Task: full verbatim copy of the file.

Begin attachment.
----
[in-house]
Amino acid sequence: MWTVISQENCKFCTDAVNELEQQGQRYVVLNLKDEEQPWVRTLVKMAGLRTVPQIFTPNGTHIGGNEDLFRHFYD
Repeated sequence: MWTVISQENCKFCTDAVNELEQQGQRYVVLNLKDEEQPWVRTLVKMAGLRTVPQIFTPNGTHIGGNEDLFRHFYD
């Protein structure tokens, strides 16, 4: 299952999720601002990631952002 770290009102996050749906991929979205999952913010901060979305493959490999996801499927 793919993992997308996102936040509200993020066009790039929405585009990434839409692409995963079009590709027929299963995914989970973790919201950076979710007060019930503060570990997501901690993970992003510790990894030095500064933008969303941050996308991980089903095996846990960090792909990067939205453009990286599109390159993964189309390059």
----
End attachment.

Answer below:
[in-house]
Amino acid sequence: MWTVISQENCKFCTDAVNELEQQGQRYVVLNLKDEEQPWVRTLVKMAGLRTVPQIFTPNGTHIGGNEDLFRHFYD
Repeated sequence: MWTVISQENCKFCTDAVNELEQQGQRYVVLNLKDEEQPWVRTLVKMAGLRTVPQIFTPNGTHIGGNEDLFRHFYD
């Protein structure tokens, strides 16, 4: 299952999720601002990631952002 770290009102996050749906991929979205999952913010901060979305493959490999996801499927 793919993992997308996102936040509200993020066009790039929405585009990434839409692409995963079009590709027929299963995914989970973790919201950076979710007060019930503060570990997501901690993970992003510790990894030095500064933008969303941050996308991980089903095996846990960090792909990067939205453009990286599109390159993964189309390059």